I come not to save Flash

Adobe’s CEO said that Flash is safe from HTLM5. Just the fact that Adobe made a board level comment on this is telling enough, the answer itself is somewhat lacking.

It’s nice that they’re optimistic for improvements in HTML. Seeing what disasters both the XHTML and in a somewhat lesser extent SVG tracks of the W3C standardization process have been, we could definitely use them. They should admit though, that a full fledged HTML5 with rich CSS3+ is the death knell for Flash.

The more sites we see like the Holland Festival one the more it means that clients are choosing for an open and more semantic website with gradual improvements in JavaScript and CSS1. It may take ten years, but we may see the first signs of a shift in this industry.

No mobile?

He’s right to say that it’s difficult to deliver a consistent HTML5 experience across browsers on the desktop. The fact that he conveniently ignores mobile browsers is more than a bit misleading.

Mobile internet usage is exploding and most of that usage is centered around Webkit based browsers. Mobile webkit is also pretty rapidly incorporating HTML5 features and things like CSS transitions. This gives developers who want to make a great mobile site for a big and important part of their audience a single very compelling target to develop for.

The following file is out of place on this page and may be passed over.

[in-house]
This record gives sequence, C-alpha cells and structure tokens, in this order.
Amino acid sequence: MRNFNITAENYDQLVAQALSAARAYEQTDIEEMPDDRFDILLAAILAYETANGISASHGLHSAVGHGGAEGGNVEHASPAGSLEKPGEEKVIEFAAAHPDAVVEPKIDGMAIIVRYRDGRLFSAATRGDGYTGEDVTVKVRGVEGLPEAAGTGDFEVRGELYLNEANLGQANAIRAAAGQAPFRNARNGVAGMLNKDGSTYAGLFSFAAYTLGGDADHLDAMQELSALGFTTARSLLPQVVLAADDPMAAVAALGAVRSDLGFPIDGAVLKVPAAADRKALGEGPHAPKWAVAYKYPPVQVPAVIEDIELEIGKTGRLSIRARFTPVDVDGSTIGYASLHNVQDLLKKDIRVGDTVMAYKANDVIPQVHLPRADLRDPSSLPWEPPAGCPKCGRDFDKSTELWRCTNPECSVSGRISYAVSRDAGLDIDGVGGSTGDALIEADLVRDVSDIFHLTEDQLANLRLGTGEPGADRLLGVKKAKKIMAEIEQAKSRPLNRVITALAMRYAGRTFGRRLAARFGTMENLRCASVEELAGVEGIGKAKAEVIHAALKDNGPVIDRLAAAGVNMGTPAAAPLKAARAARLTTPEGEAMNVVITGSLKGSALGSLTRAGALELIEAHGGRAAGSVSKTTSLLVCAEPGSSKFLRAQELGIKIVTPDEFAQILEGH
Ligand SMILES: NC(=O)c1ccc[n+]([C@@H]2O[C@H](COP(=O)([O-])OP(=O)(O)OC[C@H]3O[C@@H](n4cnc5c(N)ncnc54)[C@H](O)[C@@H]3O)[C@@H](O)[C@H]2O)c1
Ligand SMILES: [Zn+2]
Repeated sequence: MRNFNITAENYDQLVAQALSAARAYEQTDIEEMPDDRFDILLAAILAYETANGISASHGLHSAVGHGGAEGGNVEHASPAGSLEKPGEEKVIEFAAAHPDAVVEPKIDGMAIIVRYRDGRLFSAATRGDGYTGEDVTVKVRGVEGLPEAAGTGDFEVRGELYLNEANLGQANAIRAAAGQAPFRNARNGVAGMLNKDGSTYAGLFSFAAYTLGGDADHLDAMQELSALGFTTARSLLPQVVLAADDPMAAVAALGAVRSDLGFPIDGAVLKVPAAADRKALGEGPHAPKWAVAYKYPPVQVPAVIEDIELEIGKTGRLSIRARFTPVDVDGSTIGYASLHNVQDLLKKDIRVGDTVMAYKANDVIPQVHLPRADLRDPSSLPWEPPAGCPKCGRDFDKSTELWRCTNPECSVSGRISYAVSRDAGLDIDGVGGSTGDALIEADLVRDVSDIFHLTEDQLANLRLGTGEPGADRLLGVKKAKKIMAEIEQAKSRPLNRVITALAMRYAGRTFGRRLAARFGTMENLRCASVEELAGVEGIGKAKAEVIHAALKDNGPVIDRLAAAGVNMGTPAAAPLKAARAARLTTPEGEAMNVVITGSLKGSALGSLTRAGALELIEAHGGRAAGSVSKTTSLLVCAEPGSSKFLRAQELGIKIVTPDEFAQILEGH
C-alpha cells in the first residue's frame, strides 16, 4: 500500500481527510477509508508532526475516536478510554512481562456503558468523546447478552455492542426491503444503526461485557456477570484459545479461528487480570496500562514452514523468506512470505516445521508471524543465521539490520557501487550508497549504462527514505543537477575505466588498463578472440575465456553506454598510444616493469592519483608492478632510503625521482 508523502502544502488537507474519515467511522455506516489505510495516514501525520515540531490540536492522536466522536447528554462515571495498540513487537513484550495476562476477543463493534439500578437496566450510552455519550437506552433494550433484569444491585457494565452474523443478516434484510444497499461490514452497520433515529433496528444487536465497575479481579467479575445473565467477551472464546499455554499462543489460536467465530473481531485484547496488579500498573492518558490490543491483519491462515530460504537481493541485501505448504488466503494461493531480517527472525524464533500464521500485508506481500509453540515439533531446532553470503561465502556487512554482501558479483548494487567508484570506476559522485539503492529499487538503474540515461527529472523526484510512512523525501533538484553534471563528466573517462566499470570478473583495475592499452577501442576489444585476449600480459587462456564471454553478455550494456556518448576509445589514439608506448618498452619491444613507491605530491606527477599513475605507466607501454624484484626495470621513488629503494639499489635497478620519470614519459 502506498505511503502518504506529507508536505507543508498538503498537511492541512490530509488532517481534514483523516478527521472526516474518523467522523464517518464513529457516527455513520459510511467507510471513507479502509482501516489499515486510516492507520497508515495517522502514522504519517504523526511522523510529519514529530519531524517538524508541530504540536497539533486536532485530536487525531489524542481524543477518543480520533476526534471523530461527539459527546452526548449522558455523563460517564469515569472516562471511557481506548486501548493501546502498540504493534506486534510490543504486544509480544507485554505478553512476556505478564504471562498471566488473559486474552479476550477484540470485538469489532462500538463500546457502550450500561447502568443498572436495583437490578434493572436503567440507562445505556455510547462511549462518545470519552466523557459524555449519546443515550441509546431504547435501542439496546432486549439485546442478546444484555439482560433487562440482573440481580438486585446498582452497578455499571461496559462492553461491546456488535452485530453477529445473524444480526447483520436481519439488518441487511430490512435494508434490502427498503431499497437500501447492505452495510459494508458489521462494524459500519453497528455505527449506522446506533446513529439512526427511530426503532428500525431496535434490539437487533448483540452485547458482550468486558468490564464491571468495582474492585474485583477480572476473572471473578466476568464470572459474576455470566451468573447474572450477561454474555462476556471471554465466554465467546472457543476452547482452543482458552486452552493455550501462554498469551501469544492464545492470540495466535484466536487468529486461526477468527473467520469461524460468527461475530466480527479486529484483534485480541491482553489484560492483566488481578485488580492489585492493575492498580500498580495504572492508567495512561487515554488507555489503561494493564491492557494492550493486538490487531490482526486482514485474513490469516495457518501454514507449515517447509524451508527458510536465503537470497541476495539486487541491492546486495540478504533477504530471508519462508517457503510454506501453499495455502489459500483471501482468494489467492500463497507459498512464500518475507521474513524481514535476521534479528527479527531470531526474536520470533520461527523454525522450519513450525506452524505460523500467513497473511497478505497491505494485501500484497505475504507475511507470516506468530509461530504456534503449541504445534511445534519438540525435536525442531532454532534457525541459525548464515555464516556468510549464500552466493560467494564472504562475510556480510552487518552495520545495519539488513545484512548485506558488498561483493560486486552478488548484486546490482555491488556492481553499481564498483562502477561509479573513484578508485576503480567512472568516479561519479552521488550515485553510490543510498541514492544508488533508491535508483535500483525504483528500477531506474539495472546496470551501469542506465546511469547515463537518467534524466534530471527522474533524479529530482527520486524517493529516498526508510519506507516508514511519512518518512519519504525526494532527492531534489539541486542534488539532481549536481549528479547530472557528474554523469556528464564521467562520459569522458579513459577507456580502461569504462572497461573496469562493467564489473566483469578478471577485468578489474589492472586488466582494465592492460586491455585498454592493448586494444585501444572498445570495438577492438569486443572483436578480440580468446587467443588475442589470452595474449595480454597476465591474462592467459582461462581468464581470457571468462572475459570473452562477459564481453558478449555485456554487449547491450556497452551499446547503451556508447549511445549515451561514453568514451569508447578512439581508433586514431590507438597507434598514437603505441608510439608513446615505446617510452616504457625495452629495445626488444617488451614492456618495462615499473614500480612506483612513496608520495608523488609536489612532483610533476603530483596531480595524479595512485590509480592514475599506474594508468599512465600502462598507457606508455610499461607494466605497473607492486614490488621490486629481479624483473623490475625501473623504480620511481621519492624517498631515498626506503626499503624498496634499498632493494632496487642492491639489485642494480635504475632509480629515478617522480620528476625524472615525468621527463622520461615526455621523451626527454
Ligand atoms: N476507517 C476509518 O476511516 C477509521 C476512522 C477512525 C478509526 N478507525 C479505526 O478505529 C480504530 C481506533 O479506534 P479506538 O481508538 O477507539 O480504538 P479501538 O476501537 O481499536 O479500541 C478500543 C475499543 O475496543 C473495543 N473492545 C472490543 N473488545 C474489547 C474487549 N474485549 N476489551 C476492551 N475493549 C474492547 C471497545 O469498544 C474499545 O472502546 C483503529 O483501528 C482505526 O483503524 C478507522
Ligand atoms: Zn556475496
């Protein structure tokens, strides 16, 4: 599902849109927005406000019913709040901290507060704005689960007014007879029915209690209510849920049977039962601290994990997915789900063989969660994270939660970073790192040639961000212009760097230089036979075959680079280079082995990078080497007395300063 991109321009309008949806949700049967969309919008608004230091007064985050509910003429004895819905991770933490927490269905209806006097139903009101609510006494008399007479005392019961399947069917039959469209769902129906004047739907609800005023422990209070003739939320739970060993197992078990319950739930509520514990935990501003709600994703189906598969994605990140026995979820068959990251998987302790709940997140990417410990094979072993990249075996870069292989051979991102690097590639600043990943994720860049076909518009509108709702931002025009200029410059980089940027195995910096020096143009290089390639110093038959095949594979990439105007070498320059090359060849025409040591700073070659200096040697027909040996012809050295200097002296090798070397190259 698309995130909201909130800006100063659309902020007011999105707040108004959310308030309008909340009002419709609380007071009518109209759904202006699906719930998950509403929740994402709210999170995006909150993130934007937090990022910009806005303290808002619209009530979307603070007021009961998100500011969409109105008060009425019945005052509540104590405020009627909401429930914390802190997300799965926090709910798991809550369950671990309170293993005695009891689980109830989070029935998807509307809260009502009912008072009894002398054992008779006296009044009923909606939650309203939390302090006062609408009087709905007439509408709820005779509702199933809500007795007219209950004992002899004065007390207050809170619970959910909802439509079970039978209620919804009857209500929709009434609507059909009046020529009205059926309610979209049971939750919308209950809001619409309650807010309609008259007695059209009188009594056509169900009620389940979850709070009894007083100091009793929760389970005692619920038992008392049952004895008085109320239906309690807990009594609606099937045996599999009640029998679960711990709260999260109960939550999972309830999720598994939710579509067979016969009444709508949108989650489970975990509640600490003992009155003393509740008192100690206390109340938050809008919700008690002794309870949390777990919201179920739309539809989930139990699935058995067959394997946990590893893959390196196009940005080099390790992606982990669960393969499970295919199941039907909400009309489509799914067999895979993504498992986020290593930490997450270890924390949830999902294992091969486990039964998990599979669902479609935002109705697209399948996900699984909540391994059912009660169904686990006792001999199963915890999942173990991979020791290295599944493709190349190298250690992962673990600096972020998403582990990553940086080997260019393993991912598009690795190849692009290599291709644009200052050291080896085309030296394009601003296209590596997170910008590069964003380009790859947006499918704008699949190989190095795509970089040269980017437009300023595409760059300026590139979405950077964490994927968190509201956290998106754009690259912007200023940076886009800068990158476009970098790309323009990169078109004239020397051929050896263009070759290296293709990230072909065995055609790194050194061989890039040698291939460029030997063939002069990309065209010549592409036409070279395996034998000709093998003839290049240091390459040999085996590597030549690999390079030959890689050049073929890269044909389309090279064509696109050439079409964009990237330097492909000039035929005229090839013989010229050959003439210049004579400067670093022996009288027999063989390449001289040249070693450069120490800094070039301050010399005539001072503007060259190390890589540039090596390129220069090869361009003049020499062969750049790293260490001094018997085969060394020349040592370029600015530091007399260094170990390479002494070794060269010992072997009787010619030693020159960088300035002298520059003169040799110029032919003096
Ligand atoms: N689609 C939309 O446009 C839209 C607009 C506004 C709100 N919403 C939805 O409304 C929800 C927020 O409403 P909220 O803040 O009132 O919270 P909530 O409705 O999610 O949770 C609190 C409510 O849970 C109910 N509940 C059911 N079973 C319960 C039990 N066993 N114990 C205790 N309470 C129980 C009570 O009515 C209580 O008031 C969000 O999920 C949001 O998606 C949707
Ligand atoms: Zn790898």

Like Gruber said, one of the most noteworthy non-announcements for iPhone 3.0 was no Flash. Who really needs it anyway on the iPhone? And why would Apple let somebody else in on their platform?

Is Flash dead? No. Is there for the first time a clear path forward to a world without Flash? Yes, finally!

  1. I have yet to see decently usable sites in Flash. Any suggestions welcome. Nalden.net comes close.

2 thoughts on “I come not to save Flash”

  1. And don’t forget that on the mobile platform there is less of a legacy browser issue as there is with IE6/7 on the desktop, simply because people tend to upgrade their phone every 2 years and increasingly more phones are equipped with WebKit.

  2. Add to that that the only usable browser on Mobile is Opera and they also push the standards envelope. That only increases the case.

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